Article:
Have 2 minutes? A recap on the first “Unexpected Gender” series at UBC

Written by: Frannie Mackenzie

I had the pleasure of attending an event titled “Unexpected Gender” hosted by the Collective for Gender+ in Research out of University of British Columbia on February 13th, 2020. This was the first installment of the series of talks and discussions that are meant to assist in building your capacity to engage gender+ in research.

The Collective for Gender+ in Research is a group of individuals that aim to promote a community for rich dialogue in which gender and other identity intersections, including race, class, sexuality and ability, are considered when conducting community-engaged research. The Collective focuses on capacity building and providing the tools researchers need to utilize a gender+ lens.[i]

This collective is an asset to researchers and trainees as the lens of inclusivity in research is becoming more prominent and imperative to acknowledge when creating and conducting a research project. The collective itself has provided an essential space and community for researchers and students to foster new dialogues and create a network around the gender+ framework.

Gender+ is defined as recognition of the intersectional aspects that go along with gender such as race, sexual orientation, class, disability, and many other inequalities. It is a term of diversity that undertakes the notion that there is more beyond biological sex and the socio-cultural definition of “gender”. Gender+ is a lens that researchers can take to be more intersectional and inclusive in their research practices, additionally it can be used as an important tool to ask key questions to make their research gender+ sensitive.

The first session of the series hosted by the collective was a discussion led by Dr. Dory Nason, a powerful and well-spoken Anishinaabe woman whose areas of research include indigenous feminisms and specifically Native literature as a source of the evolution and rise of feminisms. One key point of her discussion revolved around the use of feminisms as a plural and the importance that as a singular it is determined what it is, who it’s for, and who defines it, but as a plural it encompasses so much more as it can be contested to have a more intersectional and inclusive meaning.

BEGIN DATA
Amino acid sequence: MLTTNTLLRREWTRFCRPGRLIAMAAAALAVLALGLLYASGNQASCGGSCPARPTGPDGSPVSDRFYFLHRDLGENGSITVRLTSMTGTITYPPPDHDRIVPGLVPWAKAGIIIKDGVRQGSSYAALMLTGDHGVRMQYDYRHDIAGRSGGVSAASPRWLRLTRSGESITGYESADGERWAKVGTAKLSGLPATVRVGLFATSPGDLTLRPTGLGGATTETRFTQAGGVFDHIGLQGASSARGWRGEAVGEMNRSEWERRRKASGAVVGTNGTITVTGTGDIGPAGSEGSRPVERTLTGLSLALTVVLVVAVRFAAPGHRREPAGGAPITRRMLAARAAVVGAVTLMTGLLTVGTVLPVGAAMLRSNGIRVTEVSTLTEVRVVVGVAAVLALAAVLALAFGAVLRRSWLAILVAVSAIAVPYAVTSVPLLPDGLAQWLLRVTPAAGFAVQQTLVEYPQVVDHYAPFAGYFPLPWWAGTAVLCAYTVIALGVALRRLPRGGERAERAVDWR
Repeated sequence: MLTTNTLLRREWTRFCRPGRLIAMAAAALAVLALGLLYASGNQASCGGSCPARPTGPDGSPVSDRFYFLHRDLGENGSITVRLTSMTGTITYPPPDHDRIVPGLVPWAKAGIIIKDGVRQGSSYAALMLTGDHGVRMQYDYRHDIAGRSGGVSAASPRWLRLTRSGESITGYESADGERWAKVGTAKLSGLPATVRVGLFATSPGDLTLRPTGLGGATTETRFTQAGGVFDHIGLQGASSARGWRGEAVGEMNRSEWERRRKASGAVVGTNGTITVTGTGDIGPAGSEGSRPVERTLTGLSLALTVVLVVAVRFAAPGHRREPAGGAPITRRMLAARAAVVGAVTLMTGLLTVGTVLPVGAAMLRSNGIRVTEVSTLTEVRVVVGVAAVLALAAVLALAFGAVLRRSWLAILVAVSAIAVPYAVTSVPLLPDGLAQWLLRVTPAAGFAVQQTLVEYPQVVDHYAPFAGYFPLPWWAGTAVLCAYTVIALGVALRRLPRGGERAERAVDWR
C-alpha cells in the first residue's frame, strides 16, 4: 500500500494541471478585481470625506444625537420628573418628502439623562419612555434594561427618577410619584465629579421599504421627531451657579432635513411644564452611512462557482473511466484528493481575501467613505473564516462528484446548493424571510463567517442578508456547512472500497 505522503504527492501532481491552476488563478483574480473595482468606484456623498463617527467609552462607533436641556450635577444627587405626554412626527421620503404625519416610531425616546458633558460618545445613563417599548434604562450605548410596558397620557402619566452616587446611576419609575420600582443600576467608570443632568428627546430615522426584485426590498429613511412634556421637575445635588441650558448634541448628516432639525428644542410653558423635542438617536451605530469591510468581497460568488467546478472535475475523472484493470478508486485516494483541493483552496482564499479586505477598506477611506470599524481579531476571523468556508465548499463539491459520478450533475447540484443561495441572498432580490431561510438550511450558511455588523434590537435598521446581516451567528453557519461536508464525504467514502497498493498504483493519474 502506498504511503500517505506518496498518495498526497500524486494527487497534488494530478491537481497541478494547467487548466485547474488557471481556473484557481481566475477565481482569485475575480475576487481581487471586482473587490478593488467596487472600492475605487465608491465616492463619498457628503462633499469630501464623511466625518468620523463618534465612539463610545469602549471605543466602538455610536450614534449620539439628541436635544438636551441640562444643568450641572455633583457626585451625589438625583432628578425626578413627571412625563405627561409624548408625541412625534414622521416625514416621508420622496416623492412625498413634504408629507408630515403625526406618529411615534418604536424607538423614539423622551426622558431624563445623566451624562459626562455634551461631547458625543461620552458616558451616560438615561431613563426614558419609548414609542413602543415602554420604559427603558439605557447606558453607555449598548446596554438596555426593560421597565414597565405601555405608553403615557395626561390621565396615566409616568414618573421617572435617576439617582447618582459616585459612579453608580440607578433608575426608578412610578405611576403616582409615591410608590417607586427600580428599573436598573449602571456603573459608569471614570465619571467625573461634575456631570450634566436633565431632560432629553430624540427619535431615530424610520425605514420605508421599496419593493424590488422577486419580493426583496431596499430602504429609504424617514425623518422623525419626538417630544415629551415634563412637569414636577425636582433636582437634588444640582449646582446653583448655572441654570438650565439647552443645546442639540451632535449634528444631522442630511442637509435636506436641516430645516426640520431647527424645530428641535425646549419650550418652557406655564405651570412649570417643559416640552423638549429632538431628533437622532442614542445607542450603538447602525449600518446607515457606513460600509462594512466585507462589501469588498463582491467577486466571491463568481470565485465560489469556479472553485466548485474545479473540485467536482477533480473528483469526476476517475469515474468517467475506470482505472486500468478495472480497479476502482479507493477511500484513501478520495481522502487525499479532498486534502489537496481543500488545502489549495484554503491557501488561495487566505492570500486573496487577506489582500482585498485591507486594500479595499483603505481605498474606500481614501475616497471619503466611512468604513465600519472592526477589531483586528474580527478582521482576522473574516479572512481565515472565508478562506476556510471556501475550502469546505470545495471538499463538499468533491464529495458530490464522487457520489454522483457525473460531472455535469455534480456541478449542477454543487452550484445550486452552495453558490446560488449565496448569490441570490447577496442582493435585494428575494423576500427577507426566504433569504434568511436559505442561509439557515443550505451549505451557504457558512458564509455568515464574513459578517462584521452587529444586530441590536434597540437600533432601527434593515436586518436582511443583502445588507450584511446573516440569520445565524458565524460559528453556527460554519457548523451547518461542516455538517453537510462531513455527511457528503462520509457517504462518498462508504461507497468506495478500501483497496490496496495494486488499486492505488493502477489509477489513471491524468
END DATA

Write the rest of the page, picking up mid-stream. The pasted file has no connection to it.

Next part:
Dr. Nason began her discussion reciting stories from her ancestors and relatives that brought to light the effect of colonialism on gender and feminism, and how these events still carry true to the socio-cultural definition of what gender is defined as, and more specifically the role of women in a society. She brought with her the stories of her female elders who are known as ones who hold things together and how they were stripped of their indigenous roots by boarding schools and traditional colonialist upbringings. Much of Dr. Nason’s research revolves around locating documents from her relatives at the time when the colonial intrusion was at its peak and finding light by thinking about the impacts that these moments had and addressing them in a creative way.

When asked what drives Dr. Nason to do the research she does she mentioned how she finds inspiration understanding the penalty and privileges of the events that occurred which allows her to ask questions about the roots of feminisms and letting these moments inform her work.

With respect to research methodologies, Dr. Nason brought with her a plethora of knowledge about how to incorporate indigenous feminisms into research with her most prominent point being to tread lightly and engage with those who have experienced what you’re trying to encompass. Dr. Nason encouraged the attendees to reflect about the research they are doing and think deeply about intersectionality+ and where there is potential for improvement.

In order to engage in inclusive research you must foster relationships with individuals within these groups and work alongside them not appropriating them, and become informed by what they’re saying while challenge how things traditionally operate.

As a researcher or someone working in research, this can start with the development of the research question or the re-framing of a current research question by asking yourself who this research is for, and being honest about who is being left out and why.

This opening discussion was incredibly informative and has brought to light the influence of the land we have the incredible privilege of working on and how its colonization has had its effect on feminisms and gender+. The next instalment in the series hosted by the Collective for Gender+ in Research is on March 20th, 2020 at the University of British Columbia.

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[i] Collective for Gender in Research. (n.d.). Retrieved from https://orice.ubc.ca/programs/research-collectives/

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